Is this the end of royalty as we know it? Or is this just the natural way of things? Those in the U.K., please enlighten us.
Writing on his Micro Persuasion blog, Steve Rubel concisely explains why the online metric mainstay, the page view, is becoming useless and predicts its death in 2010. Citing the rise of navigate-within-page technologies such as Ajax, Flash and widgets which negate the need to leave a particular URL to experience new content, Rubel says the media community will need to face the music very soon and stop the chest beating about the importance of page views. While there doesn't seem to be a replacement metric on the horizon, aside from already existing Time Spent and Unique Visitors, the industry may need to come up with one very soon lest the usefulness of online metrics become as useless as traffic count for billboards.
Formed in early October by NightAgency, the adverband RockDotRock is now out with their new video that promotes Norton Confidential for the agency's clint Symantec. We're no music expert so we're going to leave this wide open for you readers to comment on. Is this good? Is it bad? Are Adverbands the wave of the futer? Is is marketing gone crazy? Do tell.
CMM News points to a Sydney Morning Herald article which calls to our attention the odd proliferation of videos on YouTube that show women smoking. Now that wouldn't be so weird except for the fact that in many of the videos, that's all they're doing: glamming on the cam while puffing away seductively. Sydney University School of Public Health Professor Simon Chapman viewed many of the 27,000 smoking-related videos on YouTube and while he acknowledges the videos could simply be an innocent social phenomenon, Chapman also wonders whether it's a clandestine effort by tobacco companies to promote smoking's cool quotient.
While tobacco advertising in America has been severely limited, it's been completely outlawed in Australia since 1992. Whether or not any tobacco company is behind this is likely to remain a mystery. A Philip Morris rep neither confirmed or denied involvement in with the video and said the company adheres to local laws and Internet advertising to minors should be banned. YouTube declined to comment for the story. While we find it hard to believe tobacco companies have any involvement in this and there's plenty of not-so-glamorous smoking videos to back up that belief, stranger things have certainly happened regarding this industry's marketing efforts.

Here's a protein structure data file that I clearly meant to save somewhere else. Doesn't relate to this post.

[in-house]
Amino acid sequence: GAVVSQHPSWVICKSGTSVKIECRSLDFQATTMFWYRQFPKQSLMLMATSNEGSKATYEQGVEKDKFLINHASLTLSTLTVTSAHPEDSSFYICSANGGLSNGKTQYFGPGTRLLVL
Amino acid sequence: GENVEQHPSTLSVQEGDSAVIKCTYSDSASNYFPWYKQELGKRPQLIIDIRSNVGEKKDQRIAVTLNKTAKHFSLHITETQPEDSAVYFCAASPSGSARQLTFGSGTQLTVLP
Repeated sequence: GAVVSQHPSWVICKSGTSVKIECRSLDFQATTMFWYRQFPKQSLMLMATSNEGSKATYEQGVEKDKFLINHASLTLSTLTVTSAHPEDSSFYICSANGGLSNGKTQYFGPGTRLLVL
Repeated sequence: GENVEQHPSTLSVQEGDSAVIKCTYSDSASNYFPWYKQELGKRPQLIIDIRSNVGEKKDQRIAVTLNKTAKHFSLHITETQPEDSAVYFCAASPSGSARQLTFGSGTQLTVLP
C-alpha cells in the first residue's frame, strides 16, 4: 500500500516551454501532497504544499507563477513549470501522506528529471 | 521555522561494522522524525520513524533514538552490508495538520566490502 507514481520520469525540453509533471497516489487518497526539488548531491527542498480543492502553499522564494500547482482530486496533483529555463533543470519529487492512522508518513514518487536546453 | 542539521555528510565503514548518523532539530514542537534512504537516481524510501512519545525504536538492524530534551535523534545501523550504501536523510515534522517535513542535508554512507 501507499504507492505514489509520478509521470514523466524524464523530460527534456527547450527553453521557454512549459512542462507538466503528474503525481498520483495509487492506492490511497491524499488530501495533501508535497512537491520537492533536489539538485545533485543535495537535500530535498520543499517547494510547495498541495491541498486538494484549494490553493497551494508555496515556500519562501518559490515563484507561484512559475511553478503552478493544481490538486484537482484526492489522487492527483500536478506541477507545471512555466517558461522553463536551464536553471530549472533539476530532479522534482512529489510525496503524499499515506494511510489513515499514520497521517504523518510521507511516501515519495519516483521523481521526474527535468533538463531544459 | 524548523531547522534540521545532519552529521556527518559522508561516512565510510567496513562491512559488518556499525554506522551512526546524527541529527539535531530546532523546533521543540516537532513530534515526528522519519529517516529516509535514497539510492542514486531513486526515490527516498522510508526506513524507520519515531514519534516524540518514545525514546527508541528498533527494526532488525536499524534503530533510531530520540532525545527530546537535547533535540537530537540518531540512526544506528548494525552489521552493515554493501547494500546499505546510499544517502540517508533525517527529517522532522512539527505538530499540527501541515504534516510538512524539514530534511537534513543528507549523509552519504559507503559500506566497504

AIGA launched the Polling Place Photo Project, which seeks to further citizen democracy by encouraging people to snap photos of voters in action.
We're not really sure what this will show us unless somebody can snap a picture of maybe some machines miscounting votes or some naked cheerleaders voting in the snow. But they did land some interesting and occasionally heartfelt candids of people that some politician will probably use in a humanizing re-election campaign in the near future. Cheers. - Contributed by Angela Natividad
With some hyper-prevalent advertising, that is. Eric Schmidt, CEO, tells Reuters that even if mobile phones aren't entirely free in the near future, costs will definitely go down.
Which is something we're definitely not opposed to. We're quite used to living side by side with advertising in all other aspects of our lives. And hey, if they want to make money, the ads have to at least be helpful, yeah? Maybe one day we'll be able to order directly from our "Call" buttons and have the costs added to our wireless bills. - Contributed by Angela Natividad